About the Book
Author: Steven James
Genre: Thriller, Sci-Fi
Release Date: October 8, 2019
Thirty years in the future, when AI is so advanced that humans live side by side with cognizant robots called Artificials, Kestrel Hathaway must come to terms not just with what machines know, but what they believe. Is hope real for them, or merely an illusion?
Soon after experiencing a personal tragedy, Kestrel witnesses a terrorist attack and is drawn into a world of conspiracies and lies that she and Jordan, her Artificial, have to untangle. With a second, more brutal attack looming on the horizon, their best chance of stopping it is teaming up with federal counterterrorism agent Nick Vernon.
But the clock is ticking—and all the while, Jordan is asking questions that Artificials were never meant to ask.
Deftly weaving suspense and intrigue into a rich, resonant tale that explores faith and what it really means to be human, Steven James offers us a glimpse into the future and into our own hearts.
Synapse is an unforgettable, gripping story of dreams shattered, truth revealed, and hope reborn.
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I have read a number of James' books, especially the Bowers Files. They were generally action packed.
This book was certainly different. Not only is it 30 years in the future but it is centered mostly on Kestrel and her experiences. There are some good discussions revolving around the issue of a good and powerful God allowing Kestrel's baby to die. There is also a good exploration of artificial intelligence, such as whether a robot could have a soul, believe in God, etc. Part of the plot development also questions advances in technology in general, whether they are good for mankind or not. The build to any suspense was very slow in coming.
I found the change in point of view disconcerting. Some of the book is from the universal viewpoint but much is from the first person. Kestrel's experiences are in the first person. There is often a change after a few paragraphs, perhaps several within one chapter. Also disconcerting was the change in action tense. Most of the novel was in the past tense. The exceptions were passages from Jordan's viewpoint and the opening scene.
Speaking of the opening scene, it is of Kestrel experiencing a still birth. It is a very emotional scene, written so that you feel you are experiencing the tragedy right along with Kestrel. Potential readers, particularly women, should know this. A woman who has had a similar experience might find reading that section very painful.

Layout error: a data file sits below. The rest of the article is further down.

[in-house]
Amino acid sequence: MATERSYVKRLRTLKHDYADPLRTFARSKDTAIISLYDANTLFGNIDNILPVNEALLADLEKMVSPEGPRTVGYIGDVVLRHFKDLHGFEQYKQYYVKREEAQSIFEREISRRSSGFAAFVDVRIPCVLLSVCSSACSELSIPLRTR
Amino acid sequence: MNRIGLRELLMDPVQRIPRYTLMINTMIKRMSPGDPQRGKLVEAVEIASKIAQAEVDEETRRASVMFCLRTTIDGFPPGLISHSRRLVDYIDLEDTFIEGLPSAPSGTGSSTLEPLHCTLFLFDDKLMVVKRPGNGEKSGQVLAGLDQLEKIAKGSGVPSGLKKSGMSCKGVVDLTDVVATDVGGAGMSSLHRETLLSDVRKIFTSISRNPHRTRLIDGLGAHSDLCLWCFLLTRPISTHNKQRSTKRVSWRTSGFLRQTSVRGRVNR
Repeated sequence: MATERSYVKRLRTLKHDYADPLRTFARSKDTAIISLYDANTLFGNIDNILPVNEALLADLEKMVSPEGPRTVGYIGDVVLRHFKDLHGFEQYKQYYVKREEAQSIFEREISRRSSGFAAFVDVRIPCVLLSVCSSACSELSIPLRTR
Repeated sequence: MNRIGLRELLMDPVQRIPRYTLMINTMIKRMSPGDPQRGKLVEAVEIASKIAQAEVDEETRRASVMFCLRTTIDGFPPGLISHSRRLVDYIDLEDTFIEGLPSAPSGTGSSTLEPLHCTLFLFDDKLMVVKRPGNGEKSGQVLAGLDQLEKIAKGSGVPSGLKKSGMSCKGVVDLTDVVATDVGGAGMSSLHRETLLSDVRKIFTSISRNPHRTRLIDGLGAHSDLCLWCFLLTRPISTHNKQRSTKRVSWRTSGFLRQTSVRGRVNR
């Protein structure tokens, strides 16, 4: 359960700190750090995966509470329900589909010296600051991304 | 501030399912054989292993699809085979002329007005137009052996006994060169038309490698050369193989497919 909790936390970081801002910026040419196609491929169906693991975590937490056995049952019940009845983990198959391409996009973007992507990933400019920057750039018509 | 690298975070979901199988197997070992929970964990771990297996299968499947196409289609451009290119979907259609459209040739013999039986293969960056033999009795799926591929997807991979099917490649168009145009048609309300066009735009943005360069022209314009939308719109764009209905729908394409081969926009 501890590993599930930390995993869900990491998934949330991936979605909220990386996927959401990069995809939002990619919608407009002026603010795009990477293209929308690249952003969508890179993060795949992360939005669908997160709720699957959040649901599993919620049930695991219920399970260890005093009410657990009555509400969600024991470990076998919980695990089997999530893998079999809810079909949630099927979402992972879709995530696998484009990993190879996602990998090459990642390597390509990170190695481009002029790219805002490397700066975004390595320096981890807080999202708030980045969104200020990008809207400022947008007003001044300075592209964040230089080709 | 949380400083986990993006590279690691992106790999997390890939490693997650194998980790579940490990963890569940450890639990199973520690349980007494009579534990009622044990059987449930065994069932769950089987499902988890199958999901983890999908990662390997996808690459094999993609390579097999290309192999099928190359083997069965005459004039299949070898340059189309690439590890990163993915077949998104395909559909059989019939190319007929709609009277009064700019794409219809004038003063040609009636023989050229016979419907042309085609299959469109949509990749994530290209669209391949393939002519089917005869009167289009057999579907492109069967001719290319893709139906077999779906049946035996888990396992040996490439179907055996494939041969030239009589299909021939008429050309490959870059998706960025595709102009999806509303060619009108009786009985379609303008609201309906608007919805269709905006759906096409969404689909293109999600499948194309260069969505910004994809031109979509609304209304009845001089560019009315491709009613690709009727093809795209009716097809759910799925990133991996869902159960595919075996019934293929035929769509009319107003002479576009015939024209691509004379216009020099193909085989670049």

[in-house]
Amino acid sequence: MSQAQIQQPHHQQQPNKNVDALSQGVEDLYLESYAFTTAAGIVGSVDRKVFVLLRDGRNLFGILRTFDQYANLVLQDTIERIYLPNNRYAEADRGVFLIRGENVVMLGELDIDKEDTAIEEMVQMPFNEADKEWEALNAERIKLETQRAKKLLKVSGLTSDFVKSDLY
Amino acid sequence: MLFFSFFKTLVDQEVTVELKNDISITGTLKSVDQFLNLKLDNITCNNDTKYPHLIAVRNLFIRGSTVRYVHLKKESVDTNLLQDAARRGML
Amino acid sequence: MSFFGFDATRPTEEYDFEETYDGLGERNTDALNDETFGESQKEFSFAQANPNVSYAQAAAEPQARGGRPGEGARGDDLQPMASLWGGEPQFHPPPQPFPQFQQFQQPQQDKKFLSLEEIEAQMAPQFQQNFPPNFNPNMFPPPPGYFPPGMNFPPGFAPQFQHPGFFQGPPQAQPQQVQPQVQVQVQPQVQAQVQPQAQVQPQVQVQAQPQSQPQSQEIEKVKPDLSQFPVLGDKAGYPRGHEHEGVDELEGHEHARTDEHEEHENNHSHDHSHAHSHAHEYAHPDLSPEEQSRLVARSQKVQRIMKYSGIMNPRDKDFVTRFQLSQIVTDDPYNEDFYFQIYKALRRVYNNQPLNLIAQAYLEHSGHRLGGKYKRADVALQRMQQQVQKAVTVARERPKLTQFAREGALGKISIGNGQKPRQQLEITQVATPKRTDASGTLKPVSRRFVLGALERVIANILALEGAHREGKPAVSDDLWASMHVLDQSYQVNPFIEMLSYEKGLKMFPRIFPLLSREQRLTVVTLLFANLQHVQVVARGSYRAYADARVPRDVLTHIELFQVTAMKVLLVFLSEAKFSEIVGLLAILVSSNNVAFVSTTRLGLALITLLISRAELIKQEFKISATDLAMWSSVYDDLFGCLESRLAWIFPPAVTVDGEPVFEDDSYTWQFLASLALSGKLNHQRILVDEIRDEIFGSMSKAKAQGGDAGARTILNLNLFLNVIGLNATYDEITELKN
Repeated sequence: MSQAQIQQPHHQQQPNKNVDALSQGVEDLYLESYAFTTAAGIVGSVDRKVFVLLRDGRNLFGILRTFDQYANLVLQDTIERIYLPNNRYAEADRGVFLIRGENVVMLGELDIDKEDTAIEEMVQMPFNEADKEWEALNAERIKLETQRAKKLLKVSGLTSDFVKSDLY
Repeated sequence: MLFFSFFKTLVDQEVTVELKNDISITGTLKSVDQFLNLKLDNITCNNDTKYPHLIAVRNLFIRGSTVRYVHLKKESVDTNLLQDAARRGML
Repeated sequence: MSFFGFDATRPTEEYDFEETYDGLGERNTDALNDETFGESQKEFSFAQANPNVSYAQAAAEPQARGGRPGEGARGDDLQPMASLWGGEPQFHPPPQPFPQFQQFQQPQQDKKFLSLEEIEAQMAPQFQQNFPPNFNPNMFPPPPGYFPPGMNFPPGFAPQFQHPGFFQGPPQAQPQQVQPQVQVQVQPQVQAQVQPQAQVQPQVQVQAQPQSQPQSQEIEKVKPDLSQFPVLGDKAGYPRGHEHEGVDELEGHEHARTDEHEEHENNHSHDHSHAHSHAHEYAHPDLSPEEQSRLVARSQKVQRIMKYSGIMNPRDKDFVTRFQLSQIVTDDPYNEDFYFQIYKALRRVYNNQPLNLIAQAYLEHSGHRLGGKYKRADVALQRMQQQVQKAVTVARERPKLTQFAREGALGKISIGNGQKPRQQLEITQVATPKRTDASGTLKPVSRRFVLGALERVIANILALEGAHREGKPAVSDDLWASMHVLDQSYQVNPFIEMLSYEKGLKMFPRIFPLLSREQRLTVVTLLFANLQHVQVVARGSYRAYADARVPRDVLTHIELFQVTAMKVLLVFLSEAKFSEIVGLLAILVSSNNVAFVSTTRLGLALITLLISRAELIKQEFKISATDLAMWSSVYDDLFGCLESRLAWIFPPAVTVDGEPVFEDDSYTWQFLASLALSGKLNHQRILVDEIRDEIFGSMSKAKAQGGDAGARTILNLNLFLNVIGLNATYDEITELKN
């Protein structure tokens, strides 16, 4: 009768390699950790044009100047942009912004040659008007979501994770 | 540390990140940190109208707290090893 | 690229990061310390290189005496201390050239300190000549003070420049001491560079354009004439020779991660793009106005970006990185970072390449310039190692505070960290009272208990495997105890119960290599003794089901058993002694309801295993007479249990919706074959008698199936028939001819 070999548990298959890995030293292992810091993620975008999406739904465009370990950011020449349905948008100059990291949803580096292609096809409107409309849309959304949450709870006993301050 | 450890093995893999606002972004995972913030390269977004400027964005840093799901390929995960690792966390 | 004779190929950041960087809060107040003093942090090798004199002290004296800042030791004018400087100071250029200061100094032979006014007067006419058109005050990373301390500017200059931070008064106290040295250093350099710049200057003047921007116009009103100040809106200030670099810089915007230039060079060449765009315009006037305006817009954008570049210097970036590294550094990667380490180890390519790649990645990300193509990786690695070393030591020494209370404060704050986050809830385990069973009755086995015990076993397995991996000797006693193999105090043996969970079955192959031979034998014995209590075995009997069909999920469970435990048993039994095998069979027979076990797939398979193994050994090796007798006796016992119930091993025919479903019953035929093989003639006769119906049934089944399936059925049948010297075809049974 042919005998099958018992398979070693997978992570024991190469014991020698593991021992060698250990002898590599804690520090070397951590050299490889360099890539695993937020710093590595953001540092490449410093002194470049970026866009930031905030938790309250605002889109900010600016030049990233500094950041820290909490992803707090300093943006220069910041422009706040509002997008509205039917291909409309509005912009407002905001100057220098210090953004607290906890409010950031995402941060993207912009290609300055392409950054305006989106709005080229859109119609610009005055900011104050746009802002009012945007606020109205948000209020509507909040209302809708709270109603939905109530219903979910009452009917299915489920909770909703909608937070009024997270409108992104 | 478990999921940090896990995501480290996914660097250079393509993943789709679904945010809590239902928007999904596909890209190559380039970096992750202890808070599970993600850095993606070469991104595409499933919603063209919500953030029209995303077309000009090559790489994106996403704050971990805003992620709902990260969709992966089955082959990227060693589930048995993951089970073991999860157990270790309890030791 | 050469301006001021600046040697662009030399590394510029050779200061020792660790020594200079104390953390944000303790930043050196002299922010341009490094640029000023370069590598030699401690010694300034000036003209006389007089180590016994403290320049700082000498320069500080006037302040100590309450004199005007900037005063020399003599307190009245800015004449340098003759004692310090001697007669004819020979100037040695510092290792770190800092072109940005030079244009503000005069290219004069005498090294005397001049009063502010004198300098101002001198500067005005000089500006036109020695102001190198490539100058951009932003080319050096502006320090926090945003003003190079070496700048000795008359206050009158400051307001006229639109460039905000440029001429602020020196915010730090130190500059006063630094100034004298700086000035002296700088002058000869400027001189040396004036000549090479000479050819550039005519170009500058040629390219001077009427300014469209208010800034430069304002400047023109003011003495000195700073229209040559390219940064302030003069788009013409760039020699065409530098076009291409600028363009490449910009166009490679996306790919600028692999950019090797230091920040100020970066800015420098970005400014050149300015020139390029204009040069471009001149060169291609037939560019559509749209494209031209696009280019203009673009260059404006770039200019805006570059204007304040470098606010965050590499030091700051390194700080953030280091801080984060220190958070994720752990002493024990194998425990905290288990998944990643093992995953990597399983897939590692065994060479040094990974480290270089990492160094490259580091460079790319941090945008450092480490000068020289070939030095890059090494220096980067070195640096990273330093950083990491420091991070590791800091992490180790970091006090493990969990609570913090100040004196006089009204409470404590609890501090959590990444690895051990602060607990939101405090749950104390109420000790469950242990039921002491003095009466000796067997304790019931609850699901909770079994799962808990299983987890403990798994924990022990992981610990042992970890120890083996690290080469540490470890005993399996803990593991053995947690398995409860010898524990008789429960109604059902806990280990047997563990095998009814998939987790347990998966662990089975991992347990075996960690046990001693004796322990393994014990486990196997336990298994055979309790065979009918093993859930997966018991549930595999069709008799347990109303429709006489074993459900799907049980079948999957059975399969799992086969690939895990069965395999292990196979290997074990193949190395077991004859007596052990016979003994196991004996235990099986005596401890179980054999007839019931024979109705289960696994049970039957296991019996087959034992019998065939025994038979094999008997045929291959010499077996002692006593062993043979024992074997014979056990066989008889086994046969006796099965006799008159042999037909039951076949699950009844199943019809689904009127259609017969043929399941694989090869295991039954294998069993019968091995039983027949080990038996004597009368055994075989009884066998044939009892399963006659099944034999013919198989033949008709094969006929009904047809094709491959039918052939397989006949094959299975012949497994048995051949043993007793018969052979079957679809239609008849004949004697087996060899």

I found this novel to be the rather preachy in style. There are many discussions of God and salvation and heaven. I almost felt James designed the plot to revolve around what he wanted to communicate about Christian faith. This is a good novel for readers interested in exploring Christian faith with respect to artificial intelligence.
My rating: 4/5 stars.
About the Author
Steven James is the critically acclaimed, national bestselling author of sixteen novels. His work has been optioned by ABC Studios and praised by Publishers Weekly, Library Journal, the New York Journal of Books, and many others. His pulse-pounding, award-winning thrillers are known for their intricate storylines and insightful explorations of good and evil. When he’s not working on his next book, he’s either teaching master classes on writing throughout the country, trail running, or sneaking off to catch a matinee.
More from Steven
“James is a pro at creating suspense.”
“stimulating tale…thrilling story of greed and corruption”
Publishers Weekly STARRED reviewRead my op-ed on robots and faith in the New York Times I grew up reading and loving science fiction stories. I’ve always been intrigued by the idea of artificial intelligence, but as I’ve thought about it over the years, I’ve realized that our lives are not based just on what we know, but also what we believe. So, I started asking myself, “What would the world look like if machines developed artificial belief?” Within a few decades, advanced AIs might very well have consciousness and self-awareness. At that point, what will they choose to believe about the meaning of live, God, and the afterlife? All of these questions were in my mind as I wrote Synapse, a story that takes place 30 years from now in a world very much like our own. This is a cautionary tale with implications that are both chilling and revealing and I think that if you like suspense, you’ll love this near-future thriller. Learn more at stevenjames.net Facebook and Twitter: @readstevenjames Buy the book: https://www.tnzfiction.com/synapse-a-novel/
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I received a complimentary egalley of this book through Celebrate Lit. My comments are an independent and honest review. The rest of the copy of this post was provided by Celebrate Lit.